About a year and a half after I started this website in June 2006, the 2007 World Solar Challenge rolled around. Of course I ‘d heard of it before, especially because a Dutch team had been doing very well with four consecutive number one positions, but now I had a website and during the race I wrote a few articles per day about it. I was amazed by the number of visitors the articles drew (see the graph), and also I received lots of e-mails with tips, links to websites, news articles and videos. At the time, this website was still a simple html-site, so the visitors had no way of leaving comments. Continue reading →
The World Solar Challenge organisation has put their new website online. There’s not much information there yet, but there is a small announcement online stating that more information about the race rules and date will be made available on the 19th of June. So we’ll have to patient for a bit less than two weeks.
I am curious about the new rules, because when I put my ear against the rumour machine I hear things about a four-wheeled class. I honestly don’t know what shape this all will take, but rest assured I’ll bring you news about it as soon as I can confirm it.
The Indian Solar Car team has published a twenty-minute documentary about their participation in the 2011 World Solar Challenge:
The video also pointed me to the team’s website and weblog, information which eluded me before and during the race. It’s very interesting to see how well this team performed on a budget that was much less than five percent of some of the larger teams. Although the documentary is a bit scarce on technical details, combining it with information from the website makes it clear that this team had to overcome many hurdles to even be able to appear at the starting line.
I sure hope to see these guys again in 2013, and I hope for them Indian business will reward their perseverance and ingenuity with sponsorships so that they won’t have to worry (well… at least worry less ) about money any more.
In the steady stream of documentaries from the solar racing teams there was one team clearly missing: Nuon Solar Team. I saw the documentary in Delft, the team’s home city, in February in a public showing and it was great. Apparently there were some problems with the copyrights or royalties on some of the material (probably music) used in the production, so the release of the online version was delayed by some time.
These problems have all been solved, and SolarWebsite.nl has been given the honor of being the very first website to link to the video:
The documentary is exceptionally well-made (and I don’t just say that because I’m Dutch). Both video and audio are great, it’s well-edited, at times hilarious and it captures the excitement and fun of solar racing very well. It even has English subtitles for non-Dutch viewers!
Although Nuon Solar Team didn’t fulfill their hopes of recapturing their first place from the Japanese Tokai University team, there’s absolutely no shame in finishing a mere one hour behind the number one in a three thousand kilometre race. And, as the documentary clearly shows, the team had great fun and experienced something they’ll carry with them for the rest of their lives.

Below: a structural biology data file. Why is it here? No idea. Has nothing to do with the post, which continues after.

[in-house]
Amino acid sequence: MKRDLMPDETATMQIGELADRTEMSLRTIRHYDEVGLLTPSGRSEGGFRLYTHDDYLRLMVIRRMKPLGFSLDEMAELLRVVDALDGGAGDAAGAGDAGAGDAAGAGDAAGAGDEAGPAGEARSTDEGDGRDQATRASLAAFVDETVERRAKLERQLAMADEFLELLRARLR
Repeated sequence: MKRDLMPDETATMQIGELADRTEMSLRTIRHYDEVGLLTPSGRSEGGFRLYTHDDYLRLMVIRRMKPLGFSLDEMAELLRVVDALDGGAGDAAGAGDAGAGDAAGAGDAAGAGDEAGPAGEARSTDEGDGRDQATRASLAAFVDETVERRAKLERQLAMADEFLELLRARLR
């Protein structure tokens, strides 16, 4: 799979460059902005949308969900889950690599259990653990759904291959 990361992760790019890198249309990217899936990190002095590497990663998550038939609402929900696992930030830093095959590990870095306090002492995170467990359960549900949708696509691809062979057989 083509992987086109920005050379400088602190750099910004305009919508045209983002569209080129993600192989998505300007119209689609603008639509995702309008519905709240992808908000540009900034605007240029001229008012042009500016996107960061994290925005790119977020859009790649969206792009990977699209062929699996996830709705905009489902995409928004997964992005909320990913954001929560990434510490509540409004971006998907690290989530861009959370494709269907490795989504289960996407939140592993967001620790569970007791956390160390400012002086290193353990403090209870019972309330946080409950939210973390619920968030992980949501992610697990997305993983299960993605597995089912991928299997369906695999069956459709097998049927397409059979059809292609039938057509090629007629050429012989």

The solar team of Japanese Ashiya University beat Dutch Solar Team Twente to the fourth place by mere minutes in the 2011 World Solar Challenge. Before, after and during the race not much information was available about this team, and as their website is in Japanese only I had to make do with rather cryptic Google Translations.
Now they’ve published a thirteen-minute documentary showing their adventures during the WSC. It’s fun to see how they swapped place with Twente several times. The documentary is without any spoken word, it’s all high-quality video, supported by music. Although light on the technical details a fan like me craves it’s still worth a watch.
Yesterday a nearly two-hour long documentary appeared online about the Belgian Umicore Solar Team‘s participation in the 2009 World Solar Challenge. As most WSC-fans will remember, this team suffered both an excursion into the gravel pit during dynamic scrutineering and a heavy crash on the very first racing day which damaged their racing car Inspire beyond repair. At the time of the crash the team was in second position.
The team was of course extremely disappointed to see the work of a year and half crash in less than a second, but also proud that the car fully protected the driver in the 100+ km/h crash.
The documentary shows the team’s preparation for the race, the first racing day, the crash and its aftermath, and the remainder of the race between the other teams.
It’s unfortunate for non-Dutch speakers that the documentary has no English subtitles. As very little English is spoken (a few race officials here and there) I’m afraid this won’t be very interesting for non-Dutch speakers.
For those specifically interested in the crash; it’s in the sixth part from around 4m00.
Dutch Solar Team Twente has published the documentary Desert of No Time, telling the story of their participation in the 2011 World Solar Challenge. The story is mixed with the history of Stuart Highway.
Click to play the video
Unfortunately, the hour-long documentary is not subtitled in English, making the World Solar Challenge-related parts hard to follow for non-Dutch speakers. Still, the visuals should make it mostly clear what’s going on. It’s worth a watch!